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How to watch the House’s historic impeachment vote

Impeachment has arrived. Here’s where to find it, and when it’s happening.

Emily Stewart covers business and economics for Vox and writes the newsletter The Big Squeeze, examining the ways ordinary people are being squeezed under capitalism. Before joining Vox, she worked for TheStreet.

Update: The House of Representatives has voted to adopt two articles of impeachment, making President Donald Trump the third president in US history to be impeached.

Impeachment is here, and the House of Representatives is about to vote on it.

It’s been a months-long road getting here — in fact, a faster process than some Democrats would have liked — but on Wednesday, the House will debate and likely vote on a pair of articles of impeachment brought against President Donald Trump. The articles accuse the president of abusing his power and obstructing Congress. Both are tied to the Ukraine scandal and Trump’s urging of the Ukrainian president to investigate his political rival, former Vice President Joe Biden, and his son, Hunter.

The House will convene at 9 am to begin debate on Wednesday, December 18. Vox will stream it live on this page and on Facebook, and you can also watch it on C-SPAN.

The vote won’t take place right away — leaders and members will debate and speak on the floor. That could take a long time, meaning the vote may happen late in the day on Wednesday — the House has estimated around 6:30 or 7:30 pm — or even on Thursday.

A brief breakdown of how we got here

The Judiciary Committee approved a resolution to formally launch an impeachment inquiry on September 12, and on September 24, House Speaker Nancy Pelosi announced the House would officially move forward with the inquiry. The catalyst was a whistleblower complaint filed against the president about his communications with the Ukrainian president.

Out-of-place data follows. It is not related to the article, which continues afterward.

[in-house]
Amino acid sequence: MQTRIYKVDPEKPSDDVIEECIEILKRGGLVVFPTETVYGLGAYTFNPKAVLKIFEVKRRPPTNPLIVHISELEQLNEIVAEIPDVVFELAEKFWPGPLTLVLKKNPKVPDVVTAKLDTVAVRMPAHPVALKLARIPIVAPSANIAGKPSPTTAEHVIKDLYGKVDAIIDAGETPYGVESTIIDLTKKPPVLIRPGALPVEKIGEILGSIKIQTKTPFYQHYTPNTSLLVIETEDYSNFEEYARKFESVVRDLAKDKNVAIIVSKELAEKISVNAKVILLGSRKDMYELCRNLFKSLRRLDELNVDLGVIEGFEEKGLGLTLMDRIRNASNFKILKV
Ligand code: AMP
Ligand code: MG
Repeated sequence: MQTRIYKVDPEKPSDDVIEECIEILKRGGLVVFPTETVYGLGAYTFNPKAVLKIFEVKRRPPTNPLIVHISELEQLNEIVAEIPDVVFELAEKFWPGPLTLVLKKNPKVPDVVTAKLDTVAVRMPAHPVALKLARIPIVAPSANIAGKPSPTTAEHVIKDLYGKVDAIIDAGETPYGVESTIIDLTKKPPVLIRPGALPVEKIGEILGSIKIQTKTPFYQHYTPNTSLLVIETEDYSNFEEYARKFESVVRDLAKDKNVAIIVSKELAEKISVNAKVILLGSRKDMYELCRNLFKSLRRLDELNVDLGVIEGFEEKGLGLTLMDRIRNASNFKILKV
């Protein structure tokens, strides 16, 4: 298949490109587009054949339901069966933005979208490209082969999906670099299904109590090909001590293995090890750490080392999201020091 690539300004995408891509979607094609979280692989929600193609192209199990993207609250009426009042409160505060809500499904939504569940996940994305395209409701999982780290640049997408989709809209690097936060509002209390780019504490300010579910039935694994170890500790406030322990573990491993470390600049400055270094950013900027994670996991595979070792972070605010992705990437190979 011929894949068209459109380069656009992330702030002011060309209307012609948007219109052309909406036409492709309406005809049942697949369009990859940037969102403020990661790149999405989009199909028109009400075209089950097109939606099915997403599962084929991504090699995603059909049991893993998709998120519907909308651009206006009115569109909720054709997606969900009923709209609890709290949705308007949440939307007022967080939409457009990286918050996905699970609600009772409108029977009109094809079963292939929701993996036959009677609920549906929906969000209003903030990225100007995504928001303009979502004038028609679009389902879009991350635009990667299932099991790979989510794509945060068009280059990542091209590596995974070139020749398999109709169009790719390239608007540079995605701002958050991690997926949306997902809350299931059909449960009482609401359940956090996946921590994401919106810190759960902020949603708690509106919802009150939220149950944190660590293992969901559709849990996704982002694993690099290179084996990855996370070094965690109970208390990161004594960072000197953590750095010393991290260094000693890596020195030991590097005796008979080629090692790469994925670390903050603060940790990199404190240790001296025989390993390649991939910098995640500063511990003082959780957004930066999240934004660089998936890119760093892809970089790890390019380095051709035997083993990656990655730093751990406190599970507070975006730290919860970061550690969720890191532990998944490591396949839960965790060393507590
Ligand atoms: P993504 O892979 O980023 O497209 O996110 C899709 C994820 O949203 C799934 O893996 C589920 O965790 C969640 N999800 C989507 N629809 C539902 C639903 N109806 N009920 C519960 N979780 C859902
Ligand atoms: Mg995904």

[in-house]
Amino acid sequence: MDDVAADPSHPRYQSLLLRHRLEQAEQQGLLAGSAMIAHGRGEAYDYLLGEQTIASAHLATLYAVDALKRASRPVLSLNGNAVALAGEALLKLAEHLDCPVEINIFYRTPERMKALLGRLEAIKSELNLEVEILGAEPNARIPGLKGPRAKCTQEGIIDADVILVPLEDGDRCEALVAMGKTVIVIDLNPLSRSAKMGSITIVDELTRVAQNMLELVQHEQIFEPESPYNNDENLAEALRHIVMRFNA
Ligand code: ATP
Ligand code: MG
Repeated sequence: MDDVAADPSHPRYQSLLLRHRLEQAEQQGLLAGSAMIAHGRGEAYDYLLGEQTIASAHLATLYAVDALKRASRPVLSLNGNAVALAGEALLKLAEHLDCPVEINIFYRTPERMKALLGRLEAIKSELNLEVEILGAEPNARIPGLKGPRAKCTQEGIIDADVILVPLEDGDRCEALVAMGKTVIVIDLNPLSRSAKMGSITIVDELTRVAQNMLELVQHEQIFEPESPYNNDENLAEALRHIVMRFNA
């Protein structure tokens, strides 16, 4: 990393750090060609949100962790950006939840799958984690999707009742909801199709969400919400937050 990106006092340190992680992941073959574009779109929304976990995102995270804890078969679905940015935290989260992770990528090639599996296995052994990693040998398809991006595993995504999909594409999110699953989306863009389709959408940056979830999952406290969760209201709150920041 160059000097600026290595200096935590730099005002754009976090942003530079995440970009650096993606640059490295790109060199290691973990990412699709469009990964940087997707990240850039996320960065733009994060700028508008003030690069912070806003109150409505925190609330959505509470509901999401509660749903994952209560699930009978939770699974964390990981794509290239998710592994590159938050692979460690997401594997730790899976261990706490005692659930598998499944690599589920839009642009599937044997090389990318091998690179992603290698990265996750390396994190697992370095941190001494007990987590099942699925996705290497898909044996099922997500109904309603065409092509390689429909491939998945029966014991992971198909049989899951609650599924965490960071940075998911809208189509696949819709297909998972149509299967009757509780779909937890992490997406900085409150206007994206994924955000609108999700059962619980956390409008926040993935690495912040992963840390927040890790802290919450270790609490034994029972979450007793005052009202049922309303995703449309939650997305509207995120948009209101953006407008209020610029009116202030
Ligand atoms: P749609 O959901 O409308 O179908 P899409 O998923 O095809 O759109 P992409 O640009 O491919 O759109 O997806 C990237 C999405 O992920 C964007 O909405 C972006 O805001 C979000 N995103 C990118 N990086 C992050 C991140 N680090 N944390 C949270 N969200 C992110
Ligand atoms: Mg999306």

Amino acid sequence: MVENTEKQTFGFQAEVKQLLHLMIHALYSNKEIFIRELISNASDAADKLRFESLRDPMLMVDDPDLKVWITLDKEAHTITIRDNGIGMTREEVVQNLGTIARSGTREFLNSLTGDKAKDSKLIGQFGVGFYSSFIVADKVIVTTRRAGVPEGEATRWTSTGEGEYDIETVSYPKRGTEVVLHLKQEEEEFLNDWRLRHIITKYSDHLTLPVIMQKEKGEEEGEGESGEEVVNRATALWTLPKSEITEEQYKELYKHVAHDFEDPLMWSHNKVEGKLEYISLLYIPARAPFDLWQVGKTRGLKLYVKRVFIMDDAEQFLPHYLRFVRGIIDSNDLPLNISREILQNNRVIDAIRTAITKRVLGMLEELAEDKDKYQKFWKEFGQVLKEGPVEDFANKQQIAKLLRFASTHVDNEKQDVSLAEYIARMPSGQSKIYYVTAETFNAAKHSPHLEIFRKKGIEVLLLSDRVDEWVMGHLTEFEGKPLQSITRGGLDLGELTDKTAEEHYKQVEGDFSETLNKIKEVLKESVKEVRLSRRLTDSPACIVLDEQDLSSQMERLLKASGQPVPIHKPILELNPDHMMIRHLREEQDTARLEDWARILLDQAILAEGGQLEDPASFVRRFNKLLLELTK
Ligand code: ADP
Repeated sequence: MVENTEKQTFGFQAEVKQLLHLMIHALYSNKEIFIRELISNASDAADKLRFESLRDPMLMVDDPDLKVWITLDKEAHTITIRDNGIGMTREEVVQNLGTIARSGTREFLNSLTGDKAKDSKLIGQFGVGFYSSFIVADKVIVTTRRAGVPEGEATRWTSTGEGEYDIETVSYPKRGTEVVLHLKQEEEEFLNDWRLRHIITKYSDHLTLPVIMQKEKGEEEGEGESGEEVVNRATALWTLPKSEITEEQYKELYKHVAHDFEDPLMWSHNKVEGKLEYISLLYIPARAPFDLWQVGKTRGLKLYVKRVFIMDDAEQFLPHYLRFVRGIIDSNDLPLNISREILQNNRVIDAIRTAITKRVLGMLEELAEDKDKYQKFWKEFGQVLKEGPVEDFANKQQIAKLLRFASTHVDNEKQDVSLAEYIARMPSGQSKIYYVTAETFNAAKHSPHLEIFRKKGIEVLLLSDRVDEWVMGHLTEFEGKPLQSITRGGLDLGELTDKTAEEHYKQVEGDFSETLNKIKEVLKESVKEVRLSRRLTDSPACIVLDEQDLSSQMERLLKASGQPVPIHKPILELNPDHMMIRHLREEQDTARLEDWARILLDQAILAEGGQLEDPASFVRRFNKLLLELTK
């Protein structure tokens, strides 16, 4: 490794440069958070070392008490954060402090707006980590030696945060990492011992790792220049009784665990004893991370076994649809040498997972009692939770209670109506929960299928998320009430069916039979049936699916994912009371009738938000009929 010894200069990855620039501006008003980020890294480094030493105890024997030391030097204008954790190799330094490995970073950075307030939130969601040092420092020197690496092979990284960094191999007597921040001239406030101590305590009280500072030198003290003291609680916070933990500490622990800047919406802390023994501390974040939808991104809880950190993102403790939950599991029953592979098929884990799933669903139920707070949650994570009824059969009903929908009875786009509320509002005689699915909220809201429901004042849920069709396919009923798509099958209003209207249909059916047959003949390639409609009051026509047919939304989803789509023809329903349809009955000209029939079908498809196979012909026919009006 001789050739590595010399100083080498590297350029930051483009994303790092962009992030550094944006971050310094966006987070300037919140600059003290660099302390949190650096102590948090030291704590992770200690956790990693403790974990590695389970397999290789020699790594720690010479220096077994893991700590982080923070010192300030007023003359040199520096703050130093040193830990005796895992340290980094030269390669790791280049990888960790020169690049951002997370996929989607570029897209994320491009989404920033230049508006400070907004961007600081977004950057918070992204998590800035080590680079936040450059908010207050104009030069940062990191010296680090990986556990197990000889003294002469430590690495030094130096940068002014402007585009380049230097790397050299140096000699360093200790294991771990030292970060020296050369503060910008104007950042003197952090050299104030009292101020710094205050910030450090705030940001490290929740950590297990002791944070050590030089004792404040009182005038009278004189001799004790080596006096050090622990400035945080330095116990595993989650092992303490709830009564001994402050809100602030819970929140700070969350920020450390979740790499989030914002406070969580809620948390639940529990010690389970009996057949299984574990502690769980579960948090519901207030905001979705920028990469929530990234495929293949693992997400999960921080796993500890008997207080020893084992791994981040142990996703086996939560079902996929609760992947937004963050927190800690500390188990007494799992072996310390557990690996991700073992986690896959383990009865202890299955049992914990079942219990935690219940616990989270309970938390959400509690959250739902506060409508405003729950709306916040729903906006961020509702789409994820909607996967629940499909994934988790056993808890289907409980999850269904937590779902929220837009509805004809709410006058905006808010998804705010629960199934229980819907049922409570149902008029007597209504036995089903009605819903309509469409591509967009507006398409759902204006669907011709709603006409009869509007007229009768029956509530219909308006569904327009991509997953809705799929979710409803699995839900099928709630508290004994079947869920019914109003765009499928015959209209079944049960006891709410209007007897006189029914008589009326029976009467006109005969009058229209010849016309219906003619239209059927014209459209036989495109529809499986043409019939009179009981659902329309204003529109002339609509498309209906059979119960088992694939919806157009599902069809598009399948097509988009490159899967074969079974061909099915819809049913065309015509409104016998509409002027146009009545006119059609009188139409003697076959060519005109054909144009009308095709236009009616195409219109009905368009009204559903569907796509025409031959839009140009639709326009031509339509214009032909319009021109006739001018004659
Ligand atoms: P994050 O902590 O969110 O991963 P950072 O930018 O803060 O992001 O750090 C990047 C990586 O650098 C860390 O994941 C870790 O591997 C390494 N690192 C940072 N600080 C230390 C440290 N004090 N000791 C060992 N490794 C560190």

The House Intelligence Committee then undertook an investigation into the matter, including public testimony from multiple witnesses, and put forth an impeachment report on December 3. Judiciary then conducted hearings of its own, drew up articles of impeachment, and released a lengthy report on Trump’s impeachment.

Beyond the argument for the two articles of impeachment, the report also laid out other allegations against the president, including that he committed bribery and wire fraud. As Vox’s Andrew Prokop explained, it’s a way for Democrats who wanted the scope of the impeachment articles to be broader to still make an expanded case:

It may seem odd to relegate these accusations of presidential lawbreaking to a relatively brief section, more than 100 pages into a 169-page report. But they may have done so because they don’t want to leave the misimpression that criminal conduct by Trump must be proven to justify a vote for impeachment.

In the end, the report lets Democrats have it both ways. They may have dropped the contested “bribery” language from their actual articles of impeachment on which members will vote. But they’re now also arguing that Trump’s not off the hook for bribery, either.

“Taken together, the articles charge that President Trump has placed his personal, political interests above our national security, our free and fair elections, and our system of checks and balances,” the report reads. “He has engaged in a pattern of misconduct that will continue if left unchecked. Accordingly, President Trump should be removed from office.”

The articles are widely expected to pass the House vote along largely party lines. There are likely to be some Democratic defections, though Vox’s Ella Nilsen and Li Zhou report it shouldn’t be many. It’s unlikely any Republicans will cross the aisle and vote in favor of impeachment.

After the House vote, impeachment goes to a trial in the Republican-controlled Senate, where the president is all but sure to be acquitted, given the state of partisan affairs.

Want to learn more about impeachment? Read Vox’s explainer here.

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